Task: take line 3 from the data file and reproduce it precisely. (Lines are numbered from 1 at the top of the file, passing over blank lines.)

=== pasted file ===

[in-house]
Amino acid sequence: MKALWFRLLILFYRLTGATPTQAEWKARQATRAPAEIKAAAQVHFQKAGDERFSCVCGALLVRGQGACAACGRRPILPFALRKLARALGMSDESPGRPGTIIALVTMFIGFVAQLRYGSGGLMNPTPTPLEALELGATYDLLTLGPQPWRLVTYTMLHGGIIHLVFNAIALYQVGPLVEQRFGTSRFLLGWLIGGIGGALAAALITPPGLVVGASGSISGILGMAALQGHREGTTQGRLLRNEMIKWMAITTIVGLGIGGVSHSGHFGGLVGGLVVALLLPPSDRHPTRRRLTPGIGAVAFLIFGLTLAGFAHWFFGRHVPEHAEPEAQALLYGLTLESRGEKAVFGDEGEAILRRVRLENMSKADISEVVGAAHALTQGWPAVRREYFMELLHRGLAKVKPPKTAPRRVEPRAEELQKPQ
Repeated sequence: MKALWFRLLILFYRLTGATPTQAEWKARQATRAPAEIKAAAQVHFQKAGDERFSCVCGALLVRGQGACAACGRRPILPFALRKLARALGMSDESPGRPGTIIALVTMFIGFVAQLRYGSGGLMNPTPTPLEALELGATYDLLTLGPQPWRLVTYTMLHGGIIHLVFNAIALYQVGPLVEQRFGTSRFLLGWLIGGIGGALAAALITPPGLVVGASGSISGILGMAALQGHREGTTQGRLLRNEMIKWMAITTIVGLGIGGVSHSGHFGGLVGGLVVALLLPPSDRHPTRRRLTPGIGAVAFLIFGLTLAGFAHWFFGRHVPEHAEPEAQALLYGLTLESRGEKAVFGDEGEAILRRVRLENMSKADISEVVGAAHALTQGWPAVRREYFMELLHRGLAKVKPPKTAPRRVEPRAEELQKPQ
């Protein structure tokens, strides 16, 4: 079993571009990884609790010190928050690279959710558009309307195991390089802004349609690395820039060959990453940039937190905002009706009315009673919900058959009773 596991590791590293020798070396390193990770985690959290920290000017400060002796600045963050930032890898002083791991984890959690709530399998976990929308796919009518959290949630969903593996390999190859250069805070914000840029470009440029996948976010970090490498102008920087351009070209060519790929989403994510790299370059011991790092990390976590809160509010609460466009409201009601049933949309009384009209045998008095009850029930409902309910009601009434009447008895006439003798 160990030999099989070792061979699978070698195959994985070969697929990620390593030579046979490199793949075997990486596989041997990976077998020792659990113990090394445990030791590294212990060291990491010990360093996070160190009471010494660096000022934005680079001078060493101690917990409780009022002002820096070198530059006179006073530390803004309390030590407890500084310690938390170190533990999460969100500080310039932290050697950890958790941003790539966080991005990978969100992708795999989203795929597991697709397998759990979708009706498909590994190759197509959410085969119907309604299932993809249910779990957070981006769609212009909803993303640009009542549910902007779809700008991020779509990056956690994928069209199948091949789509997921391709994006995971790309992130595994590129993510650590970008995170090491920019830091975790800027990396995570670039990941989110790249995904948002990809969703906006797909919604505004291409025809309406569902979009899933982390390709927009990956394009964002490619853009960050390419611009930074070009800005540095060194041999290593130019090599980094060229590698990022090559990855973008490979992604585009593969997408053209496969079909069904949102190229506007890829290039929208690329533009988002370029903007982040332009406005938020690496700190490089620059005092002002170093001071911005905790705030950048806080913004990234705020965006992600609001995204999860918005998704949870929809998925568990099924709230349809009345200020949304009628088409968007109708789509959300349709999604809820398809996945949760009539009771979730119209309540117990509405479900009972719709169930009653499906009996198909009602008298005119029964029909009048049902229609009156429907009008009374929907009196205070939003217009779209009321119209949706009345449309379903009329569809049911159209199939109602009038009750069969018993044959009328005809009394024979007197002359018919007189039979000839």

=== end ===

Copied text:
Repeated sequence: MKALWFRLLILFYRLTGATPTQAEWKARQATRAPAEIKAAAQVHFQKAGDERFSCVCGALLVRGQGACAACGRRPILPFALRKLARALGMSDESPGRPGTIIALVTMFIGFVAQLRYGSGGLMNPTPTPLEALELGATYDLLTLGPQPWRLVTYTMLHGGIIHLVFNAIALYQVGPLVEQRFGTSRFLLGWLIGGIGGALAAALITPPGLVVGASGSISGILGMAALQGHREGTTQGRLLRNEMIKWMAITTIVGLGIGGVSHSGHFGGLVGGLVVALLLPPSDRHPTRRRLTPGIGAVAFLIFGLTLAGFAHWFFGRHVPEHAEPEAQALLYGLTLESRGEKAVFGDEGEAILRRVRLENMSKADISEVVGAAHALTQGWPAVRREYFMELLHRGLAKVKPPKTAPRRVEPRAEELQKPQ